An active listener has empathy but doesn’t necessarily agree with what is being said. Actively listen to your workforce by providing an always-on channel for employees to provide feedback any time of the day. An annual engagement survey won’t cut it and it’s important to adopt a more continuous listening approach at your organization.

By?opening up?these always-on avenues atop of in-person conversations, employees will feel there is always a welcomed invitation to share their feedback.?Managers can also gather valuable insights that they can take action on in real-time to effectively move the needle when it comes to employee engagement.

2. Give feedback for future performance?

Giving employees feedback on everything from work performance to career development is a powerful engagement skill. Proper feedback can strengthen employee voice and build employee-manager trust. People only accept feedback when they believe the person giving it is interested in their welfare. It’s a psychological aspect of communication.

The catch is the performance-related feedback must be useful and forward-looking. Yes, it’s important to recognize someone for their daily wins and offer praise for team accomplishments. It’s equally important to provide performance-related feedback, which refers to employer-employee interactions focused on helping the employee improve from that point forward.

According to Gallup, only 26 percent of employees strongly agree the feedback they get helps their work performance. For feedback to be effective and strengthen employee voice, conversations need to be personal and have two-way dialogue. Think about ways to problem solve together and empower employees to contribute their ideas and recommendations.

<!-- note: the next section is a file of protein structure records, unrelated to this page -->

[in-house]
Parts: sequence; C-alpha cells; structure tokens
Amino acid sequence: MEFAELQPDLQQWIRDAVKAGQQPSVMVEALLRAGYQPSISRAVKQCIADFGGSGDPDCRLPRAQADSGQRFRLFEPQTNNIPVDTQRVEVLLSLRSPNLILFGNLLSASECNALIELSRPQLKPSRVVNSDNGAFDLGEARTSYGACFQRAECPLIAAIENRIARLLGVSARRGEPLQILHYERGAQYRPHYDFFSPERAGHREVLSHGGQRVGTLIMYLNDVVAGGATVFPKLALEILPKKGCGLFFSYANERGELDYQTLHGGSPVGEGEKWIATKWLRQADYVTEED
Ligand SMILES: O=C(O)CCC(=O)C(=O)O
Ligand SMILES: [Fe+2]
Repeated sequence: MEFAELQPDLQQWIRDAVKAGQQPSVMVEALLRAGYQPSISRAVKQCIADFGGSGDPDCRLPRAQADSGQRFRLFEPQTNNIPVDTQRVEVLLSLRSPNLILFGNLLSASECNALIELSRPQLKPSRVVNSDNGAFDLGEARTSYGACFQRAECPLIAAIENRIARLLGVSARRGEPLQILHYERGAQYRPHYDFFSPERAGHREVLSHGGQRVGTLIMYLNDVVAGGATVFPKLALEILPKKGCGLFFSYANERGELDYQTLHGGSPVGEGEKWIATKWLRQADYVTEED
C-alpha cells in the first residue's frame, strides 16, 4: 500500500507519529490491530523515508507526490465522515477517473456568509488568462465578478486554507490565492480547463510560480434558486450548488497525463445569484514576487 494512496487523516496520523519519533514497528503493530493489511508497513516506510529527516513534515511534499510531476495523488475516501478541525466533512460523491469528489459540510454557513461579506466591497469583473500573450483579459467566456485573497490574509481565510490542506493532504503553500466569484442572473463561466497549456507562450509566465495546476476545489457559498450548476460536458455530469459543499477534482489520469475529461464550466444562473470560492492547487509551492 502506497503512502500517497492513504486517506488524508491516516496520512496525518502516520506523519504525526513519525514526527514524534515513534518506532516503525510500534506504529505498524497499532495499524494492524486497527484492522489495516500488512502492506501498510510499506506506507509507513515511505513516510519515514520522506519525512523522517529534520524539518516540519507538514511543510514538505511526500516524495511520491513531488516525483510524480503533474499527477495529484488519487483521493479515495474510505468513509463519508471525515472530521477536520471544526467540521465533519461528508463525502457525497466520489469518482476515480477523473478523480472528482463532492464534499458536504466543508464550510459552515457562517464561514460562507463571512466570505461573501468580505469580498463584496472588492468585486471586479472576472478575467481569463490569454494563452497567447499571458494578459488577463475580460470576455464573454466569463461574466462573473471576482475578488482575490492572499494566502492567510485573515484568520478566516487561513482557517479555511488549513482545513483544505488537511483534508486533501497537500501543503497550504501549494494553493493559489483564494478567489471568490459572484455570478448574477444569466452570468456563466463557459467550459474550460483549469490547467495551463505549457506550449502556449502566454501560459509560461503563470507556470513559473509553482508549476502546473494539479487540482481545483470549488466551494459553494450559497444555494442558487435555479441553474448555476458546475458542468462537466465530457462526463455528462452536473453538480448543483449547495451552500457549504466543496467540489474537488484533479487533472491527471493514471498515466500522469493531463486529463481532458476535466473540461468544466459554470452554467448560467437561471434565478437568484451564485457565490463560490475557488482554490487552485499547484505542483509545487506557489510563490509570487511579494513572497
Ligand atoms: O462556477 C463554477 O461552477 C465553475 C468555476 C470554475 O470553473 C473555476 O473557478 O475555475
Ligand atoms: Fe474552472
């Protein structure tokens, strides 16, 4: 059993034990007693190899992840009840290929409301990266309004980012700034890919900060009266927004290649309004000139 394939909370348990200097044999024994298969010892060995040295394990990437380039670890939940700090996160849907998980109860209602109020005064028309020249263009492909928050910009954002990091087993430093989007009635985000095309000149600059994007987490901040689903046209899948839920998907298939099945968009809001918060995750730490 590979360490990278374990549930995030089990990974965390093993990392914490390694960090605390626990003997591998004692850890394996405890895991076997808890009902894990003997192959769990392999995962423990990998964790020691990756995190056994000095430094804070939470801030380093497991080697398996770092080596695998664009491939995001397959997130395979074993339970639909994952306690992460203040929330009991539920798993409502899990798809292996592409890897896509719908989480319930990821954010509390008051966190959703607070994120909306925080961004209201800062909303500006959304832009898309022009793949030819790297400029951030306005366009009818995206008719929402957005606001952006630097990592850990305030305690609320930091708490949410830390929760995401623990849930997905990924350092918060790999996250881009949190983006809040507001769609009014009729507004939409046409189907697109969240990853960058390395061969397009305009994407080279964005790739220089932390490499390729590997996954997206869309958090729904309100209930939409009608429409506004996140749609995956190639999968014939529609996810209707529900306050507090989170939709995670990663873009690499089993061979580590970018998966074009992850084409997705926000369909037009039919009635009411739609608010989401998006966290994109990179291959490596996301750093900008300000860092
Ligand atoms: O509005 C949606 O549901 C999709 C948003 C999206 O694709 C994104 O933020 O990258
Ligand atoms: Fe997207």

Bonus tip: How can you ensure your employee feedback is valuable and making an impact? Check out 10 employee feedback examples and how to use them.

3. Provide transparency?

Neuroscience studies found that employees must feel like they are in the loop, or else they will lose trust in managers and colleagues and feel less motivated to perform. In one study, employees feeling out-of-the-loop had a 58 percent drop in their perceived group standing – an employee’s perception of where they rank compared to others. The brain, according to neuroscientists, interprets ambiguity as threatening.

Ambiguity is common in organizations that don’t give employees a voice. If employees aren’t given transparency and feel unheard, they won’t feel empowered to contribute to decision-making and offer valuable input. Be thoughtful during your team meetings and performance reviews, and open up time to keep employees informed and updated. If an employee feels they’re lacking information or resources, let them share their feedback anonymously through direct surveys or always-on channels.